On October 4 the St. Albans Crown Court came down with an unfavourable verdict in Edward Putman’s case. The man was found guilty of fraud that involved a fake £2.5 million claim.
The fifty-four-year-old scammer received a nine-year-sentence since it was not the first time he violated the law. Among Putman’s previous convictions were a sexual assault of an underage and benefits fraud.
Last September the man was charged on suspicion of conspiracy with a Camelot lottery worker to claim the prize in the amount of 2.5 million pounds a few days before the deadline for staking a claim. The National Lottery employee reportedly invented the scam having seen the internal list of the operator’s unclaimed jackpots.
Putman took a damaged lottery ticket with winning numbers and submitted it. Though, the ticket did not have any bar code in order to prevent Camelot from verifying it’s authenticity. It was Putman’s greediness that spoiled the well-organized scheme. The 54-year old man refused to give his co-conspirator the share he had been expecting. The Camelot worker threatened to reveal Putman’s former convictions, which made Putman tell the police that he was blackmailed.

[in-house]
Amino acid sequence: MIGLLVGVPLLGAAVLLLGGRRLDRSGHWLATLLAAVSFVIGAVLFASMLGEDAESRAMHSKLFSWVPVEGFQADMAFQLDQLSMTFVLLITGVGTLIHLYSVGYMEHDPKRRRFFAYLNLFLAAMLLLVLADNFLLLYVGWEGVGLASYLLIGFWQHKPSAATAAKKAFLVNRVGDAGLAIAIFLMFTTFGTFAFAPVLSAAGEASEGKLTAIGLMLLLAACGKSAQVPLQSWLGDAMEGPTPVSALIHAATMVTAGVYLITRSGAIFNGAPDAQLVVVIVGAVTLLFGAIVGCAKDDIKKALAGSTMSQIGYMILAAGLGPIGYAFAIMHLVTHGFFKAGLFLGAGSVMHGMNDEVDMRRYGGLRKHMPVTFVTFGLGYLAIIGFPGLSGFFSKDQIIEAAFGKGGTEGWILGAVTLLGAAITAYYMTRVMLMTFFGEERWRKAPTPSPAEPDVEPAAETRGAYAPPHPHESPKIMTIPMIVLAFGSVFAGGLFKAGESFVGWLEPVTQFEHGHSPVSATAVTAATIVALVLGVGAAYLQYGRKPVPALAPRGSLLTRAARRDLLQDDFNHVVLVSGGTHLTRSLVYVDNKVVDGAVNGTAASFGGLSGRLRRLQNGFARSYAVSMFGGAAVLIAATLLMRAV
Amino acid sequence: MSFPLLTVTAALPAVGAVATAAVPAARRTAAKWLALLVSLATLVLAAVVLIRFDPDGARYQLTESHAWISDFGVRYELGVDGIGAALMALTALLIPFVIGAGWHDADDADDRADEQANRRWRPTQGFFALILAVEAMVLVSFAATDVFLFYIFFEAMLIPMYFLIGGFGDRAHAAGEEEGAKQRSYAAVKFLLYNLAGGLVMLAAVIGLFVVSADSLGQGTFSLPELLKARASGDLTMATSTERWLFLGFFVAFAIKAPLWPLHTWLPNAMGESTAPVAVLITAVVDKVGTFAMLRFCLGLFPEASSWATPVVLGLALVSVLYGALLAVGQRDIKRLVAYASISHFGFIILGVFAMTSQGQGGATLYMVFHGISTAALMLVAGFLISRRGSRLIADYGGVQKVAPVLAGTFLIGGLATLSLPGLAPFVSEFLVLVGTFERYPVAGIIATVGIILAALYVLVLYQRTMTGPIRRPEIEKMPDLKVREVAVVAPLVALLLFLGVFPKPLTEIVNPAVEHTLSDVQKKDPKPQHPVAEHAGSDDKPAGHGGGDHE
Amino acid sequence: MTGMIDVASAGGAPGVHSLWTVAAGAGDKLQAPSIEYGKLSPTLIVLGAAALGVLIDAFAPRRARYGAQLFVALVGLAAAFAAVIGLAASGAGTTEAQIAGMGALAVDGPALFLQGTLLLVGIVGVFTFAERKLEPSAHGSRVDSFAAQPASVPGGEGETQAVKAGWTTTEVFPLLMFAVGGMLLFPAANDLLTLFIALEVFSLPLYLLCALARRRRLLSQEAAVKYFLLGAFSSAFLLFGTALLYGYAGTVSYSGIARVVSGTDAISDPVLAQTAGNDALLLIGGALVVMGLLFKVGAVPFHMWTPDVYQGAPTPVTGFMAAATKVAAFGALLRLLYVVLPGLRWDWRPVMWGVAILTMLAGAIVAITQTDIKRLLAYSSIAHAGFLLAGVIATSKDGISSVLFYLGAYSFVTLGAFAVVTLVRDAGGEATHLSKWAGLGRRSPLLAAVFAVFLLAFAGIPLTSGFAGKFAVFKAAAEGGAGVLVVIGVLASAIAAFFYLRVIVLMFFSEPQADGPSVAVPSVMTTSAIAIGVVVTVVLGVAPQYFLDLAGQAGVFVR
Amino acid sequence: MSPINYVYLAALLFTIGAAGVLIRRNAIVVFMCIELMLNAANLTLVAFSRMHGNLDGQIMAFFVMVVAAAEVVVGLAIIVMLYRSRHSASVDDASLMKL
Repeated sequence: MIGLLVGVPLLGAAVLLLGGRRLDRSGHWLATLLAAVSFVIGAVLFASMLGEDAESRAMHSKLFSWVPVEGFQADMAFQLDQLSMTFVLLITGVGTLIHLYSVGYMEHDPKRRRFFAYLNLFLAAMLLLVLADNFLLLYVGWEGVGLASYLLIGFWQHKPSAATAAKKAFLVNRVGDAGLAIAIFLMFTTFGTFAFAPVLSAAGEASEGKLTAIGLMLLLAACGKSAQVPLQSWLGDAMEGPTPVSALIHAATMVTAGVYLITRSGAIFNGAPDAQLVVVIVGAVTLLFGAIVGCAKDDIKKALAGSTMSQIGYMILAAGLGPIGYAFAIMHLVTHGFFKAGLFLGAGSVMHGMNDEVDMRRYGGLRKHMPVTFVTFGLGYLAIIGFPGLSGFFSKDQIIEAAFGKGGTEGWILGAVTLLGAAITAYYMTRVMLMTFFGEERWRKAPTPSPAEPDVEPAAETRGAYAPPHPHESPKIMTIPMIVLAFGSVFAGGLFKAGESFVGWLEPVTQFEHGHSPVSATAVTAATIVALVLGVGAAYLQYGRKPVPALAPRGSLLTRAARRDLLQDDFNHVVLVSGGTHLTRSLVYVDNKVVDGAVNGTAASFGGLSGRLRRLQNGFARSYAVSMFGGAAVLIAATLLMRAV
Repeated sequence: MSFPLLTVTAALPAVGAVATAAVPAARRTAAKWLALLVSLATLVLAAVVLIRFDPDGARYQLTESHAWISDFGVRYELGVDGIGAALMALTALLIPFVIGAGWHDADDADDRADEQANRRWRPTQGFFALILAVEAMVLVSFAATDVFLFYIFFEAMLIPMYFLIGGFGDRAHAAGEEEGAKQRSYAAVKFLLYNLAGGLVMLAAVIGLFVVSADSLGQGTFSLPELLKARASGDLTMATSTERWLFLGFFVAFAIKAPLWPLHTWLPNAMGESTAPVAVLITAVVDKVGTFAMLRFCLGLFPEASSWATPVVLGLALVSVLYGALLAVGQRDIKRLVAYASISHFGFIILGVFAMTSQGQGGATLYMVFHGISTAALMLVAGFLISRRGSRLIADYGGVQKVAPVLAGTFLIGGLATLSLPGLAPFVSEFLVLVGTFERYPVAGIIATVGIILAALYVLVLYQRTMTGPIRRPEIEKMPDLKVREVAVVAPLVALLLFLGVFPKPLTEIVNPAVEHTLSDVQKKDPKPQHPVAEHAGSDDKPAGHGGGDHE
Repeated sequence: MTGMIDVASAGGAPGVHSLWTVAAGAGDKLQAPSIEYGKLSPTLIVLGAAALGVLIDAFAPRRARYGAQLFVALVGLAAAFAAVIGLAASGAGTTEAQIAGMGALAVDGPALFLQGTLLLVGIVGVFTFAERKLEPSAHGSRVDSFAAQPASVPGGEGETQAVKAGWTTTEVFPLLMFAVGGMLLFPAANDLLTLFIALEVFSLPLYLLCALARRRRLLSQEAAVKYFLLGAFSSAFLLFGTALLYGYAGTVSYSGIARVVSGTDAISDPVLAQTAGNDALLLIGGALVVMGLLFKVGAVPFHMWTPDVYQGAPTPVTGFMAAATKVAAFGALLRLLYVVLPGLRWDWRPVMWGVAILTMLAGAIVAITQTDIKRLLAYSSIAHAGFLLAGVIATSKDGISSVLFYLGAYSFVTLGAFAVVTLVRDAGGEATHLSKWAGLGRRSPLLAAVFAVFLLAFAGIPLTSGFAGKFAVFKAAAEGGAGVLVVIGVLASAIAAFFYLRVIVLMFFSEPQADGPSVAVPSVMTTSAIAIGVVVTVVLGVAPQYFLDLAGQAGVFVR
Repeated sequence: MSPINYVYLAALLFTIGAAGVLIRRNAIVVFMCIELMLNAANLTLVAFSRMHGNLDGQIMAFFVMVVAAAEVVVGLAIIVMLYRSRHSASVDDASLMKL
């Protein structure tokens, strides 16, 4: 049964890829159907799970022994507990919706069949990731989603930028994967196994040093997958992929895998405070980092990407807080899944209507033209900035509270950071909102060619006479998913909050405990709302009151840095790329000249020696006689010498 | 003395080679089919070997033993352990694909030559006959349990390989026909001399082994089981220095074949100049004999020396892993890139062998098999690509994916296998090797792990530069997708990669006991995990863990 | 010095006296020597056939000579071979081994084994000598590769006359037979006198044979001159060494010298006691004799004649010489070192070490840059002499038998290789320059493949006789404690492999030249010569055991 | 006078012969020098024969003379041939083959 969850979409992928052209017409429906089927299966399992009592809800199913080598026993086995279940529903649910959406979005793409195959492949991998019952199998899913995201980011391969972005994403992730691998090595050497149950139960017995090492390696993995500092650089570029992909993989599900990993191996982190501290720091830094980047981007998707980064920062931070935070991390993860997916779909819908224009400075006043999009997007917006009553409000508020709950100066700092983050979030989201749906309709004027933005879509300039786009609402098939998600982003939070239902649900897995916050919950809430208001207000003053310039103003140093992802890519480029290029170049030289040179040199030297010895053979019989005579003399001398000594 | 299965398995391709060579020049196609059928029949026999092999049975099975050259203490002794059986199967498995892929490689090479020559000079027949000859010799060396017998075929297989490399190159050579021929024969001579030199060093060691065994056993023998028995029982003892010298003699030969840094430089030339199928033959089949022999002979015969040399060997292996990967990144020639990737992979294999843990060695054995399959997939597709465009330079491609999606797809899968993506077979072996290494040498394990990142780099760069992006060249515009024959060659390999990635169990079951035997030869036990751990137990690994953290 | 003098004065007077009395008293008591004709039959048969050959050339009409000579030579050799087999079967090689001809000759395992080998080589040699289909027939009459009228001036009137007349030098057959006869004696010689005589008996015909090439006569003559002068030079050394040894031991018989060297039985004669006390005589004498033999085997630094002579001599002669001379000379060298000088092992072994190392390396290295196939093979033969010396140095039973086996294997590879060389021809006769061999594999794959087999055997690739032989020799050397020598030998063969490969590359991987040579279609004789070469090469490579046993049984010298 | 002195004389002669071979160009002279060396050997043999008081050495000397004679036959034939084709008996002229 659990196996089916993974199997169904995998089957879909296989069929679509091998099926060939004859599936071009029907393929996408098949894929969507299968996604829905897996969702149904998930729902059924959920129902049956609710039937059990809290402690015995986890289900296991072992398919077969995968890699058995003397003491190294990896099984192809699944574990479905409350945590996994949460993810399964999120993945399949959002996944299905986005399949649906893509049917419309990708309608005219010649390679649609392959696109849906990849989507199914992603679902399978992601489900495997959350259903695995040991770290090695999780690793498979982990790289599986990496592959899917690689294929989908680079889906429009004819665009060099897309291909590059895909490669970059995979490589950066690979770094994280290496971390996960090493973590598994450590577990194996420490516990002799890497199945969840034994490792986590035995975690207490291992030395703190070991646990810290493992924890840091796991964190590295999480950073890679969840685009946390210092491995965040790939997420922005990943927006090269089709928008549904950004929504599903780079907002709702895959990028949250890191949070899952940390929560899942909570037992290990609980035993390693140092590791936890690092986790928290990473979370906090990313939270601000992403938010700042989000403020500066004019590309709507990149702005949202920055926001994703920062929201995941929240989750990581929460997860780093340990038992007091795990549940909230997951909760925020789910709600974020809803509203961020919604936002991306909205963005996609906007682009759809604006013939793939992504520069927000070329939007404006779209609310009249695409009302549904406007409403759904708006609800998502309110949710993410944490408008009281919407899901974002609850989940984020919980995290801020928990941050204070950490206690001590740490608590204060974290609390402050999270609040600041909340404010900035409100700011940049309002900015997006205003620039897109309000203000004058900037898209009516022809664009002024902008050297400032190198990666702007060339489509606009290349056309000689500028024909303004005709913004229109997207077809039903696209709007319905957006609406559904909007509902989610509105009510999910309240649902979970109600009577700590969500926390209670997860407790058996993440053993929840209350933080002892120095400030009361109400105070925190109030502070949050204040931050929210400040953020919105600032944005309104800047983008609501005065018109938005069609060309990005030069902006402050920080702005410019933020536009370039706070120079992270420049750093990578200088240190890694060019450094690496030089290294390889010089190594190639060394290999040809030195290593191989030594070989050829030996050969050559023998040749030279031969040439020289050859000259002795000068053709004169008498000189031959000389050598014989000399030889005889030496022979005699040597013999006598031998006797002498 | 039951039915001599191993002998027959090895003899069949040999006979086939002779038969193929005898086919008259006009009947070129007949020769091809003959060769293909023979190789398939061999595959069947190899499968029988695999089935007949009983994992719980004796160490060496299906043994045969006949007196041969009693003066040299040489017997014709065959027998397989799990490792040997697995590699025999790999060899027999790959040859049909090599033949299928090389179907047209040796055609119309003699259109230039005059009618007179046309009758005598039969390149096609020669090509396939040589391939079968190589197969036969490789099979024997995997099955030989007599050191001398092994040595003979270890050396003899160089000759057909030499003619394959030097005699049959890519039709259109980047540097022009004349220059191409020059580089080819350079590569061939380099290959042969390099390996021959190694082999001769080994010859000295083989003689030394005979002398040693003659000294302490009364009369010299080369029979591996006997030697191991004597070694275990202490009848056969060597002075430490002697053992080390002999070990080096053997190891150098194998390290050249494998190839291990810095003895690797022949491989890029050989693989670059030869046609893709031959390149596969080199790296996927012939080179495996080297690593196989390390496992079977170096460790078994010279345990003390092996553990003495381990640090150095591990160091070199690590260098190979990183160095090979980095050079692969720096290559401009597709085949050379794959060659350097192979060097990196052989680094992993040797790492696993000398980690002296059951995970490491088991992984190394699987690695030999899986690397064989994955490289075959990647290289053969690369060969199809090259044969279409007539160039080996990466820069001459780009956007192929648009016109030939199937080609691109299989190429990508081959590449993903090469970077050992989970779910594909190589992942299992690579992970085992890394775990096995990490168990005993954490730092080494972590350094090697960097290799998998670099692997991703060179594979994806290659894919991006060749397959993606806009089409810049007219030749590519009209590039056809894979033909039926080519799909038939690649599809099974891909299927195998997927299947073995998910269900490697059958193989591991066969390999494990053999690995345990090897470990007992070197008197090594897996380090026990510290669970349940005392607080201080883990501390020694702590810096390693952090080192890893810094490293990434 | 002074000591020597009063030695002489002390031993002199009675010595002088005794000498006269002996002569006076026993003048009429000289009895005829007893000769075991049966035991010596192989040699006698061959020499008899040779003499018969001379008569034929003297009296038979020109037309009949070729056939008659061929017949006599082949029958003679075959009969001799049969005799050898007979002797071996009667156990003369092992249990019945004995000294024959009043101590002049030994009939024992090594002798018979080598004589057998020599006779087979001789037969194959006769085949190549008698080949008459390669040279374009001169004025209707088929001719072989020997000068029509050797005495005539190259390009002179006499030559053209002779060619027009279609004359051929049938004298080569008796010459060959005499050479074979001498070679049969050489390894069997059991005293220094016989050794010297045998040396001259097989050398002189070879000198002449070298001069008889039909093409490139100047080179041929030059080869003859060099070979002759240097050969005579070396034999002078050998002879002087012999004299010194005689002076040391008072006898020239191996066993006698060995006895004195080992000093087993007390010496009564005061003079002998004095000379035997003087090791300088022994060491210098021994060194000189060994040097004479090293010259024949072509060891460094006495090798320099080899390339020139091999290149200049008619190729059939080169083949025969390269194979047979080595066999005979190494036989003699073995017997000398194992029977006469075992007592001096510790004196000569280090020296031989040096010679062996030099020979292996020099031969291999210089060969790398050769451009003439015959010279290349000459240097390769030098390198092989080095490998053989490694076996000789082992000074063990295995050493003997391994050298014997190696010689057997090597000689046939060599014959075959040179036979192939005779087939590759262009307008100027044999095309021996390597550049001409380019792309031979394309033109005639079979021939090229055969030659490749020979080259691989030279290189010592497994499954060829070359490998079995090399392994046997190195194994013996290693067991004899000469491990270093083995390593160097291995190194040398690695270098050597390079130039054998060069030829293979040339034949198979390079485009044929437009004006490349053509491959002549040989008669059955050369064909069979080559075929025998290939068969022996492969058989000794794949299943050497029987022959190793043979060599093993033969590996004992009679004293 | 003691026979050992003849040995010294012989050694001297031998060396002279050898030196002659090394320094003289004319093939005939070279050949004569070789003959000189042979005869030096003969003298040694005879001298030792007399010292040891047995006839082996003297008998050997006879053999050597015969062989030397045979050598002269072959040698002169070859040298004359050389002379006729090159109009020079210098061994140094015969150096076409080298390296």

Because of the feeling he had been betrayed by a true friend, the lottery worker committed suicide in 2015.
Eventually, the UKGC imposed a fine of 3 million pounds on Camelot for failures in the damaged ticket process. The true lucky winner of the 2009 prize has never shown up.
As mentioned earlier, the UK government is going to change the minimum age for the National Lottery scratchcard-lovers.
Read more: The Biggest Lottery Winnings of Recent Years